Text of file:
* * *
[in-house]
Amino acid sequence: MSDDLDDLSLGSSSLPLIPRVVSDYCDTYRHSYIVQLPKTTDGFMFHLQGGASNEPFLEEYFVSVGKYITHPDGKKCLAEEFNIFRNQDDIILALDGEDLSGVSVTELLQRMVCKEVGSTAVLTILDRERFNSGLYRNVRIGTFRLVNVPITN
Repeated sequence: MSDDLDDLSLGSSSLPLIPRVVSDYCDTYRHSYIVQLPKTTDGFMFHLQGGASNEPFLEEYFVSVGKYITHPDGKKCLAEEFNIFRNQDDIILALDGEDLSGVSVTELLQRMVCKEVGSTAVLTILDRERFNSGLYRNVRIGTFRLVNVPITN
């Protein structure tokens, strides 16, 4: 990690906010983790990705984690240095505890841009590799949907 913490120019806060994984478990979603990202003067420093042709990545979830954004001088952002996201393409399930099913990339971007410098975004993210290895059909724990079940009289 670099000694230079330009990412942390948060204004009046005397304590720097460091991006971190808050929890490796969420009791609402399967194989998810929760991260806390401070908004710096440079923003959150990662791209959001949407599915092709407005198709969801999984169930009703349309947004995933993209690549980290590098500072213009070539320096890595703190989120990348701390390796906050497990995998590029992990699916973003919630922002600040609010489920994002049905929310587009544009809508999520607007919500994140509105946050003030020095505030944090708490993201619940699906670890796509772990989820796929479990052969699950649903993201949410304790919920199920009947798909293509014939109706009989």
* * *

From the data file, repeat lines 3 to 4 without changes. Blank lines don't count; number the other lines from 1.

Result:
Repeated sequence: MSDDLDDLSLGSSSLPLIPRVVSDYCDTYRHSYIVQLPKTTDGFMFHLQGGASNEPFLEEYFVSVGKYITHPDGKKCLAEEFNIFRNQDDIILALDGEDLSGVSVTELLQRMVCKEVGSTAVLTILDRERFNSGLYRNVRIGTFRLVNVPITN
């Protein structure tokens, strides 16, 4: 990690906010983790990705984690240095505890841009590799949907 913490120019806060994984478990979603990202003067420093042709990545979830954004001088952002996201393409399930099913990339971007410098975004993210290895059909724990079940009289 670099000694230079330009990412942390948060204004009046005397304590720097460091991006971190808050929890490796969420009791609402399967194989998810929760991260806390401070908004710096440079923003959150990662791209959001949407599915092709407005198709969801999984169930009703349309947004995933993209690549980290590098500072213009070539320096890595703190989120990348701390390796906050497990995998590029992990699916973003919630922002600040609010489920994002049905929310587009544009809508999520607007919500994140509105946050003030020095505030944090708490993201619940699906670890796509772990989820796929479990052969699950649903993201949410304790919920199920009947798909293509014939109706009989």